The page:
I received a note a number of years ago from a friend who had spent a year walking through what she described as a very challenging season in her life – a dark night of the soul. She shared about family members who had faced significant health issues. There had been conflict in her local church that had ultimately ended with her husband and her deciding they couldn’t stay. On top of it all, she was facing what is a parent’s greatest heartache – her young adult son had abandoned his faith and was living as a prodigal.
Here’s how she described the year she had just lived through.
“The heat of our trials in the past year was cranked up to temperatures in which I began to experience a crisis of faith. How could what we were going through be brought about by a good God? Does He care? Does God not even exist? And if He doesn’t … well, the ramifications would be great. Everything I am – my beliefs, convictions, my marriage, my everything comes from my faith in God.
“These questions – this crisis of faith – all started in December. It was amazing to me to see how a trial brought on by my own child’s rebellion could bring so much doubt and disbelief.
“But God is faithful. Even when I wrestled with doubts, fears, and disbelief, He didn’t let me go. Even though I do not understand why He didn’t answer my countless prayers for my children in the way I had wanted Him to, He is the Potter. We are the clay.
“Furthermore, if someone had looked at my husband’s life and mine when we were young, they never would have guessed what God would do in our lives. He wasn’t done writing our story, and He’s not done writing theirs. This has been of comfort to me.
“The trials have not gone away. In fact, they have only multiplied. Instead of having one prodigal son, we now have two. Our hearts are broken and we have seen our many failings as parents, and yet we know that God is Sovereign, and we are praying that He will grant them a godly repentance that leads unto life. While that is our desperate cry and hope, we know that God is still good no matter what He may bring.”
I love how she concluded her note to me:
“I’m not going to allow my prodigals to steal my joy or my service! In fact, by His grace, I have felt a deeper relationship, love, and affection for the Lord than I have felt in a long time. While the trial has not gone away, I have more peace than I have felt in a long time. I know it sounds contradictory, but it’s true.”
We read passages in scripture that tell us to rejoice always and to count it all joy when we encounter trials, and it’s easy for us to dismiss those passages and unrealistic or inauthentic. Are we supposed to simply pretend to be joyful or at peace? Maybe you’ve met Christians who are faking it, thinking that it’s unspiritual to lament or to grieve or to be discouraged (one has to wonder if those Christians have ever read the Psalms!).
The biblical call to “rejoice in the Lord always” is not a call to pretend that our pain is not real or that it doesn’t hurt. It’s a call for us to fight for joy in the midst of hard and painful circumstances.
Are there circumstances in your life that have robbed you of your joy?
When joy seems far off, what do you do?
You move closer to God. You consider again His attributes and His ways. You meditate on these things day and night.
Phil 3:1 says we rejoice – we find our joy – in the Lord. Or as David, who faced many trials and who has lots of reasons to be discouraged and depressed said in Psalm 16:11:
“ in your presence there is fullness of joy;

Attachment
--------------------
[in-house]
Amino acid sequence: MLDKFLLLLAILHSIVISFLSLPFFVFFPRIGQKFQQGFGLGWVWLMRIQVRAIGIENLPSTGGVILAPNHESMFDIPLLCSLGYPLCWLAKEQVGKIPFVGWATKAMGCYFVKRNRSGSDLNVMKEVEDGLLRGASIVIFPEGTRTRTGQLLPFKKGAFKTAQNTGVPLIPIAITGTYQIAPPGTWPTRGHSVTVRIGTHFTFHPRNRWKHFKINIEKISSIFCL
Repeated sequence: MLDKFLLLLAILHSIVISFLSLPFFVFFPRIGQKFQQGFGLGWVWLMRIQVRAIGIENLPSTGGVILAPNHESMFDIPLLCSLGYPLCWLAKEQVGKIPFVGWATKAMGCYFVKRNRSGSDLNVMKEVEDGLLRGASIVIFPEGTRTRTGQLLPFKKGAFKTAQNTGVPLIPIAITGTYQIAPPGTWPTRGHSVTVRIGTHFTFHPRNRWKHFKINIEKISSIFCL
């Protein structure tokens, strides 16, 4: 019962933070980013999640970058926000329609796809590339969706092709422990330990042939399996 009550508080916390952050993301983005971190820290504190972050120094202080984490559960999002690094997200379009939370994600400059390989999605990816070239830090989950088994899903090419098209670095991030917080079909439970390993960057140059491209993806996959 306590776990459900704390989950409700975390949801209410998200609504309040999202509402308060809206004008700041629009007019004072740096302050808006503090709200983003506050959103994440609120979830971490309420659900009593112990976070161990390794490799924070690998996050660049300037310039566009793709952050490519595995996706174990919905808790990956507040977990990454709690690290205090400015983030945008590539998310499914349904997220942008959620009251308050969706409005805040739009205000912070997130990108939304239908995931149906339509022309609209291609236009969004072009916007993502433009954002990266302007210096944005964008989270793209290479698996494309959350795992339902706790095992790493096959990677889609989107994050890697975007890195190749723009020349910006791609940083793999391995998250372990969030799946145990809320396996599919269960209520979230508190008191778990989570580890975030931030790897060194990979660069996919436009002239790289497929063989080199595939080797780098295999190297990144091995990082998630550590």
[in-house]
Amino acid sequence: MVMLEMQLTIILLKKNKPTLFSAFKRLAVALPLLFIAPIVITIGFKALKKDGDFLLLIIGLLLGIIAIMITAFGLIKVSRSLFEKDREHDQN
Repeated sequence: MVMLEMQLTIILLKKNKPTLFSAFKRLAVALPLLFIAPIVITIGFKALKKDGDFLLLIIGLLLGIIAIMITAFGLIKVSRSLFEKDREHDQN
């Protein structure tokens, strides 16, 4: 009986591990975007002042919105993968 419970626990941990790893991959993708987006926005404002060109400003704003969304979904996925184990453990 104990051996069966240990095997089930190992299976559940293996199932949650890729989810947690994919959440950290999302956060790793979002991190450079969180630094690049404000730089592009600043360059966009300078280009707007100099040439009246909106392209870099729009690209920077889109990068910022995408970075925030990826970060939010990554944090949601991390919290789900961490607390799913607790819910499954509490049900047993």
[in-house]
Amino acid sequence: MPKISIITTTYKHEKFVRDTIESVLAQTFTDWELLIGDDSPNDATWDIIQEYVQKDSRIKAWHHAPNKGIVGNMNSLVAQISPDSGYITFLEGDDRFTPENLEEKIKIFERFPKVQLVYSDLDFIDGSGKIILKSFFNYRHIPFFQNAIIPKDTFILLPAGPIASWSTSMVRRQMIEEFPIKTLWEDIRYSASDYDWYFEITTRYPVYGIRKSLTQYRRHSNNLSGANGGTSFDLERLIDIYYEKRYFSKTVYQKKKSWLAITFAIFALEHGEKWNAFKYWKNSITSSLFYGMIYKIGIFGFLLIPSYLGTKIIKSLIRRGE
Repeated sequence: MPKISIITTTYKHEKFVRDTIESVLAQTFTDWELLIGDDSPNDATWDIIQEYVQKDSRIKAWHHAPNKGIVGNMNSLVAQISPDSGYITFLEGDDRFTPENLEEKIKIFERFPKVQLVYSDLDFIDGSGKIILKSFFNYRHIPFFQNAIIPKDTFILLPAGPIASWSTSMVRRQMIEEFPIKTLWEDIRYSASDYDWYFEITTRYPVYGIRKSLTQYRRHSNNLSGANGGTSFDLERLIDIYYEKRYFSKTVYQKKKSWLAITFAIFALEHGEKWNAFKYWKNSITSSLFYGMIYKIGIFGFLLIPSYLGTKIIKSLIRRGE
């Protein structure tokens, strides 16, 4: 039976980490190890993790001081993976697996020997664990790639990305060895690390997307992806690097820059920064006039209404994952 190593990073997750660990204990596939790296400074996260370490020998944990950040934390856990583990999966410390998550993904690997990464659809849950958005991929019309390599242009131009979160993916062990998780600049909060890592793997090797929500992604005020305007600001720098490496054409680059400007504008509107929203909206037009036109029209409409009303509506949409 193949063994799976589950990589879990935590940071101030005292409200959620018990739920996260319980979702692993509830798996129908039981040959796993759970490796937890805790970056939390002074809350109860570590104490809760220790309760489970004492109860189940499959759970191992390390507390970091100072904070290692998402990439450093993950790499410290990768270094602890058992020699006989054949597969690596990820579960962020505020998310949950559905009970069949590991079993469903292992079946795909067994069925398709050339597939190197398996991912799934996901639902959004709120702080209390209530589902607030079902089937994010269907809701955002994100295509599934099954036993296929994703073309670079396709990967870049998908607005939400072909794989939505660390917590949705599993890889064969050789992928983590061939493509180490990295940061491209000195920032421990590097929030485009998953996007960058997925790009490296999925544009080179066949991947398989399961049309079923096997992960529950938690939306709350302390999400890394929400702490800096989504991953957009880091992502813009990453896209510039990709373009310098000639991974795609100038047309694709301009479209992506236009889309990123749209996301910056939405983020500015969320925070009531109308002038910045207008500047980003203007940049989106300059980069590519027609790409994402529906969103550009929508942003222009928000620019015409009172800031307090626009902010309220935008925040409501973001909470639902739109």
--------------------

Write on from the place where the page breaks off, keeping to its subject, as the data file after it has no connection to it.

at your right hand are pleasures forevermore.”
When the Apostle Paul wrote to the church at Philippi, he exhorted them to let their “manner of life be worthy of the gospel” (Phil. 1:27). That’s a sobering exhortation. Does our manner of life reflect the transformation that the gospel brings in our lives?
One way we live a life worthy of the gospel is by fighting for joy, finding our joy in the Lord, and then letting that joy overflow from our lives into the lives of others.
Sin can bring enjoyment for a season. But that enjoyment is counterfeit. It fades. And it leaves you with emptiness and shame. It can never bring real joy. Sin moves us away from God, not closer to Him.
Please note. The word “rejoice” is a verb, not a noun. It’s not primarily a feeling. It is something we choose to do.
And what does it look like? How do we “rejoice in the Lord?”
We worship. We praise. We sing. We speak. We express out loud God’s worth. We find our joy is in Jesus and the gospel. That’s the source of our joy.
And our joy is not only in Jesus. It is to Jesus – we express our joy to Him.
If you lack joy – and most of us can point to reasons why joy seems far off right now – take time to meditate and reflect on God’s character and His goodness. But don’t stop there. Sing about it. Speak it out loud. Pray prayers of thanksgiving to God for who He is and all He’s done. Tell others about the greatness of our God.
And see if that doesn’t begin to restore the joy of your salvation to you.
REDEEMER HOLY LAND TOUR
Okay, it’s happening. Here’s the link you’ve been waiting for. Details of the Redeemer Holy Land Tour, scheduled for next May. Click above to review our itinerary.
We’ll have brochures available at church Sunday. In the next few weeks, we’ll plan a meeting for those who have questions and want to learn more about the tour.
And if you even think you’re interested, consider applying for a passport now. It’s taking as long as 18 weeks to get your passport approved or renewed. You can find out more about applying here.
When the Jews who had come to Jerusalem for the Passover celebration heard that Jesus was on His way to town, they flooded out to see Him and cheer Him on, believing their King had come. Indeed He had – it was just not the King they were expecting. The donkey was the giveaway.
We’re back in John 12 this Sunday.
See you in church.
Soli Deo Gloria!